Last week I wrote a post on erasure and edtech, and this morning I saw that Stephen Downes has replied.

He writes that he “can’t verify whether Audrey Watters ever wrote this, because a Google search doesn’t turn it up.” Fair. I added a link to the original post, but here it is, as well.

Stephen also writes that the Woolf whitepaper discussed didn’t actually vanish, as he can find a copy through the Internet archive. My original post included a link to a copy (second paragraph here, linked from the original), so as to be clear that the whitepaper isn’t gone as in “no one can ever find it.” It vanished as in: “it’s no longer prominent, visible, accessible, and readily available.” And certainly, Internet sleuthing, given time, effort, skill, and some knowledge about the thing you’re looking for may yield evidence of it, though your mileage might vary.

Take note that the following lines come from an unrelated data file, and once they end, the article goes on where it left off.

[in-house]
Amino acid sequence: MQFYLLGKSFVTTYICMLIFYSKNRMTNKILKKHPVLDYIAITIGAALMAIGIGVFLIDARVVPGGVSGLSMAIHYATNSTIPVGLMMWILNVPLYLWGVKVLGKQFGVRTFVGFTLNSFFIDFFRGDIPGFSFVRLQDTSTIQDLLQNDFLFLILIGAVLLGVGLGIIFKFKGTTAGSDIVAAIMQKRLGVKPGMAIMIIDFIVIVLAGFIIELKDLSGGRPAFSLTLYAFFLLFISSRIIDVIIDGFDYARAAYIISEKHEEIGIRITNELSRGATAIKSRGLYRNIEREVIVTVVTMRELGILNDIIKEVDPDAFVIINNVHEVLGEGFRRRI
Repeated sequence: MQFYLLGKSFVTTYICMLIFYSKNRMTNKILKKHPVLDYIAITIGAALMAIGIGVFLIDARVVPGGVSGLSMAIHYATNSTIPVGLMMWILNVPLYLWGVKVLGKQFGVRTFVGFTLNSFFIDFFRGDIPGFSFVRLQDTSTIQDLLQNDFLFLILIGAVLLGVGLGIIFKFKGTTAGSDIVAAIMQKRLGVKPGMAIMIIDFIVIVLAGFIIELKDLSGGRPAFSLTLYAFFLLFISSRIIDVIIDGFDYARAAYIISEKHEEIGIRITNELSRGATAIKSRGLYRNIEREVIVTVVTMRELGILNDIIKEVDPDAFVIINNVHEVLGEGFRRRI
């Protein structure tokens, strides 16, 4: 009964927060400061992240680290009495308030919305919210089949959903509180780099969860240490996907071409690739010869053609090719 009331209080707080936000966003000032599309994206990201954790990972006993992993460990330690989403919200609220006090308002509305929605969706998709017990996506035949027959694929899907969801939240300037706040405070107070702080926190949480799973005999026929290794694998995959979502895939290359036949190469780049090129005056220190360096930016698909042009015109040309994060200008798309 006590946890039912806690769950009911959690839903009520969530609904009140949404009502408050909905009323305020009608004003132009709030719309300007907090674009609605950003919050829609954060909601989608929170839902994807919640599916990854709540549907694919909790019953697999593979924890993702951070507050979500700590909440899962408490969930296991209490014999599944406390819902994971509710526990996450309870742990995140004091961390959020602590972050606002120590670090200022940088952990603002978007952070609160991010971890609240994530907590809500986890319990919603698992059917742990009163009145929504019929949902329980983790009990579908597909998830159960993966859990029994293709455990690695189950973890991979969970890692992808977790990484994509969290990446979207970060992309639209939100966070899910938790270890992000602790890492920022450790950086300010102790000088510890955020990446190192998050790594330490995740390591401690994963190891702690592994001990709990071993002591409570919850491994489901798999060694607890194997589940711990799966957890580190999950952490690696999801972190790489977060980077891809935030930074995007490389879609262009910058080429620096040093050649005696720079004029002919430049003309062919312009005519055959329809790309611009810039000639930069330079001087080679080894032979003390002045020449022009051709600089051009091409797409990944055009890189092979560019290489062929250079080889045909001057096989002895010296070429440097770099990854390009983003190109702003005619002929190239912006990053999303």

One way to read “vanish” is to do what Stephen does, which is to zoom in and ask a literal question: Is the paper available somewhere? Another way is to zoom out, and ask: Have there been attempts to erase, rewrite, and reframe histories of edtech (e.g., through practices like removing references and ignoring critiques)? That’s how I understand erasure to work.